My first stop on the search for a test was my vets. They were happy to do it at an extortionate price which I just couldn't justify spending so I swiftly continued my search elsewhere. I found many tests which were done via the internet and post but, when a company you've never heard of is asking you to send them money in exchange for a service nobody else on the internet has reviewed, it's difficult to trust them and alarm bells start to ring suggesting you probably shouldn't give them your money. So I didn't.

      Eventually I came across the Wisdom Panel Insights Dog DNA Test. There was one reason I trusted this one above the others and that was because it was sold on the Pets at Home website. Pets at Home being a much loved and thoroughly trusted company amongst pet owners led me to believe nothing dodgy would come of this test. It would, after all, reflect badly on Pets at Home and I couldn't see them taking that very lightly.

      The DNA kit cost £39.49 which I felt was a perfectly acceptable price to pay to finally satisfy my curiosity. It can also be purchased from Wisdom Panel themselves via Amazon for the same price. The initial price is the only price you'll have to pay so don't worry about finding any little hidden extra charges along the way as there are none.

      The DNA test is completed easily, you purchase the test and wait for it arrive, swab the inside of your dog's mouth, send the swabs back to Mars Veterinary Group in a provided pre-paid envelope and patently wait up to three weeks to get your dog's results emailed to you. My experience with the test was very positive, the worst thing about it was waiting for the results when I was so keen to receive them!

      The test arrives in a blue and green cardboard box with plenty of information dotted all over it along with a picture of a woman enjoying a hug off her beloved dog in a rather overgrown field. Inside the box you'll find two swabs, an easy to follow instruction guide, a quick form to fill in and the pre-paid envelope to send your swabs back in.

      The swabs look like miniature baby bottle cleaners, they're long, thin white sticks with a white bristle head. The instructions made it very clear not to let the bristles come into contact with human skin (this would contaminate the sample with human DNA) so I wasn't able to feel them to see how soft or rough they were although when rubbing these inside Oscar's cheeks they certainly felt like they were rather soft to me and didn't appear to be causing Oscar any discomfort.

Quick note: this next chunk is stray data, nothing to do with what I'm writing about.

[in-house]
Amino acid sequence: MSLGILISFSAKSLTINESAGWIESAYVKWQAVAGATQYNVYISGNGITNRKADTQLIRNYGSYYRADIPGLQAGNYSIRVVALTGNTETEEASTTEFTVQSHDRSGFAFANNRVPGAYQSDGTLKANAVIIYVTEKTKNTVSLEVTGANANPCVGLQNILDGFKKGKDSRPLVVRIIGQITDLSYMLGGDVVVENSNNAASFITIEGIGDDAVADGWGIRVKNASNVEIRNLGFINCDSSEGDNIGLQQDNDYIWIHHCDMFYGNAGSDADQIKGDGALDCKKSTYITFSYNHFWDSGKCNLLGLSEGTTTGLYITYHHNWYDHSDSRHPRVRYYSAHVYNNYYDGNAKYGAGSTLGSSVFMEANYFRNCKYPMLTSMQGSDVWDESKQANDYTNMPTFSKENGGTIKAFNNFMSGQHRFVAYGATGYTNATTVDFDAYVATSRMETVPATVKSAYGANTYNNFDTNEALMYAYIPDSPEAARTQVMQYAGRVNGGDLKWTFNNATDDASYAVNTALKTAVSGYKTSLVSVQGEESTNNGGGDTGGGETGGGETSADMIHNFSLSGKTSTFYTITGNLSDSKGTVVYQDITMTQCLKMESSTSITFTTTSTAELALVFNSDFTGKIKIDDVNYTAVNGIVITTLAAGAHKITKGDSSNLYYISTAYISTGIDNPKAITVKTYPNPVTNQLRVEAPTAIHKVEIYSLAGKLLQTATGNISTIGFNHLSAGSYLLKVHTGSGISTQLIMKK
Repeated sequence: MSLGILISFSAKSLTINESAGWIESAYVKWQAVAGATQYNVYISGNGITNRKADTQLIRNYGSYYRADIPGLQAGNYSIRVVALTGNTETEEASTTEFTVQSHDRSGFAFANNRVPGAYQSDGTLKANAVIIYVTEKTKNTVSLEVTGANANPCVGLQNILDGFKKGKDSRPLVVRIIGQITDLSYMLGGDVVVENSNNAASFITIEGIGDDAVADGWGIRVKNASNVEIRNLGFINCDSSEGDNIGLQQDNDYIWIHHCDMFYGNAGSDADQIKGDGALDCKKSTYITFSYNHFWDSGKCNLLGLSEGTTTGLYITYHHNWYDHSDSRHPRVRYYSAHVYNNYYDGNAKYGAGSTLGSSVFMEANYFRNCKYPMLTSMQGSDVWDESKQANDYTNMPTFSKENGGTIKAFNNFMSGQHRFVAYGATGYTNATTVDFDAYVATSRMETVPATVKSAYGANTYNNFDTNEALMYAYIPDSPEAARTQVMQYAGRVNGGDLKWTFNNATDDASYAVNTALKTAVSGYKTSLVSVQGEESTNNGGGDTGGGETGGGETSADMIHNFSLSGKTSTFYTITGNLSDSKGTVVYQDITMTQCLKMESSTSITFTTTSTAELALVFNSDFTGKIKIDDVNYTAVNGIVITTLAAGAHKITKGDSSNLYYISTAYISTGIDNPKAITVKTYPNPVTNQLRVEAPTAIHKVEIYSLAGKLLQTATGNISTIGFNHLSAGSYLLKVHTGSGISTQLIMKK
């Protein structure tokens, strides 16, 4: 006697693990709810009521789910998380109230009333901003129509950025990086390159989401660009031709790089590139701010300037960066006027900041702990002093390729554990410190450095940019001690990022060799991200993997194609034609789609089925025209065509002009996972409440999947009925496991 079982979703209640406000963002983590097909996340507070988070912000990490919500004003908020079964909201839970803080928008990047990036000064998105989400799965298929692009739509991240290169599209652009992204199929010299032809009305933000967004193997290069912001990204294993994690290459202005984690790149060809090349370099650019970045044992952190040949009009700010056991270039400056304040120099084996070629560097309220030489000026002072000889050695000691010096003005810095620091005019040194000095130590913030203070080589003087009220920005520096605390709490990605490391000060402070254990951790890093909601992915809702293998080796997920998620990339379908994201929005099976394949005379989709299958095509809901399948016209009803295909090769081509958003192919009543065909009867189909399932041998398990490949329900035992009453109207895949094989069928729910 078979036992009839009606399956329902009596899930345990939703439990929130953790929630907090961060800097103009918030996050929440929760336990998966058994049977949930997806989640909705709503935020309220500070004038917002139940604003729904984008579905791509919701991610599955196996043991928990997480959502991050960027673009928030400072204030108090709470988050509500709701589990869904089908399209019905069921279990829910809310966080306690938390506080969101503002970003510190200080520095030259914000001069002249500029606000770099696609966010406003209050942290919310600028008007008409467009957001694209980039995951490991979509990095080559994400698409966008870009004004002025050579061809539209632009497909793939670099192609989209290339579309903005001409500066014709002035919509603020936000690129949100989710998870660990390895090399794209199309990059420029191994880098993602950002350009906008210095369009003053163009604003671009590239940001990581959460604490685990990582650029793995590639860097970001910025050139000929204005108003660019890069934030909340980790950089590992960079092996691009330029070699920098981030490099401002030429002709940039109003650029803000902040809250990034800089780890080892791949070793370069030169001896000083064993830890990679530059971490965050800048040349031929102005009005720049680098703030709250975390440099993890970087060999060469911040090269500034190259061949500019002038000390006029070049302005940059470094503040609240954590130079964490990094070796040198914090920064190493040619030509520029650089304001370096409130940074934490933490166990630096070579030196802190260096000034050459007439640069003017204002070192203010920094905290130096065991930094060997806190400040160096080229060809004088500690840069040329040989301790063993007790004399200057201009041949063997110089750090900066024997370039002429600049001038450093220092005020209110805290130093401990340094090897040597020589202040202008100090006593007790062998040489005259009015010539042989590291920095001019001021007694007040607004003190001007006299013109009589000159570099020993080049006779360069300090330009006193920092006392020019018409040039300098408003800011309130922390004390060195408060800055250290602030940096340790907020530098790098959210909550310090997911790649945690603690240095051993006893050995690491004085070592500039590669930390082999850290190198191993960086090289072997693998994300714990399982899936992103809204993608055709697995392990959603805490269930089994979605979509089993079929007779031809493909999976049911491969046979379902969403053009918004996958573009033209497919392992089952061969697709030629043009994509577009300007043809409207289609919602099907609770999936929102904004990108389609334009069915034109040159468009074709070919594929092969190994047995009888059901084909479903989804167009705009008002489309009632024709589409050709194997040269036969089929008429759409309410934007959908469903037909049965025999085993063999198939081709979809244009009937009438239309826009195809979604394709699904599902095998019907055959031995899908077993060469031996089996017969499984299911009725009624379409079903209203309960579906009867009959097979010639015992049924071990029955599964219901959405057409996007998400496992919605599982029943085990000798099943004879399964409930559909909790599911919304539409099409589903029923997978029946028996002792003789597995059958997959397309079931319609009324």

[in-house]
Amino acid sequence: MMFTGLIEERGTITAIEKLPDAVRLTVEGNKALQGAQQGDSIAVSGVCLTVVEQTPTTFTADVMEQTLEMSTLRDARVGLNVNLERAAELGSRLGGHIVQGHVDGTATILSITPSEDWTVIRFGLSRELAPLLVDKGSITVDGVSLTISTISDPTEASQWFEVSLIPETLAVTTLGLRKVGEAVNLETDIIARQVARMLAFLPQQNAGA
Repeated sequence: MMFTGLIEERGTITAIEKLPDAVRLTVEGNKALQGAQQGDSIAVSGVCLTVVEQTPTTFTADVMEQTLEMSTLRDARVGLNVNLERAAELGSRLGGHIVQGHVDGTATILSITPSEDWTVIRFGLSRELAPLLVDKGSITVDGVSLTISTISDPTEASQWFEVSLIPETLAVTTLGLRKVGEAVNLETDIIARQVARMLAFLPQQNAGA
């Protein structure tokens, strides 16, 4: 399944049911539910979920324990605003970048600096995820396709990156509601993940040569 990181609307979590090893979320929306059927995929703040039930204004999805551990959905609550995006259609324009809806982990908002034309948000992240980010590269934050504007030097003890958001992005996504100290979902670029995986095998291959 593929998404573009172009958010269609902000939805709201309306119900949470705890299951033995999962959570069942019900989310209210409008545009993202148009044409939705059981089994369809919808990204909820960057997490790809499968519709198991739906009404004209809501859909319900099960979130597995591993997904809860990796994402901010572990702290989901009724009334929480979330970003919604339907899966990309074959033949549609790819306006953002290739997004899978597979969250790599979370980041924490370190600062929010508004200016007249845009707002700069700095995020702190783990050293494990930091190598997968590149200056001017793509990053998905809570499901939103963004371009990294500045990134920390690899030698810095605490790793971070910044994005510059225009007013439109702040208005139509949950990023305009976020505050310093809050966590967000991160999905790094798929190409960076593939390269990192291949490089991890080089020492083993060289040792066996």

You should not let your dog eat for two hours prior to taking the swabs as this would again contaminate the sample although drinking water is perfectly fine. After two hours without any food I took a swab and gently rotated it inside Oscar's left cheek for the recommended thirty seconds. I then took the other swab and did the same in his right cheek. Fortunately for me Oscar didn't mind me doing this at all and it was all over and done with very quickly. Some dogs, however, might make this task a little more difficult. I'm fairly certain that if I tried to do this with Lenny, my Labrador, he'd more than likely just chew the swab up.

      The swabs each come in a little thin plastic container which has a paper back, this is slightly ripped open to get the swab out and once the sample is collected the swab should be put back into this casing. The plastic sheet asks for your dog's name and your e-mail address so be sure to write this on the back of each swab container.

      There's then a quick form to fill out. This just asks for your and your dog's name, your e-mail address and your dog's age (or an estimate if you're not entirely sure). It asks nothing about what you already know about your dog's breed which reassured me this would probably be a 'proper' DNA test, not just someone sat in a room somewhere repeating what you wrote on that paper in a more professional way! Once you've taken both swabs and written the required information on the back of them and filled in the form you just need to pop them in the provided envelope and put in any post box.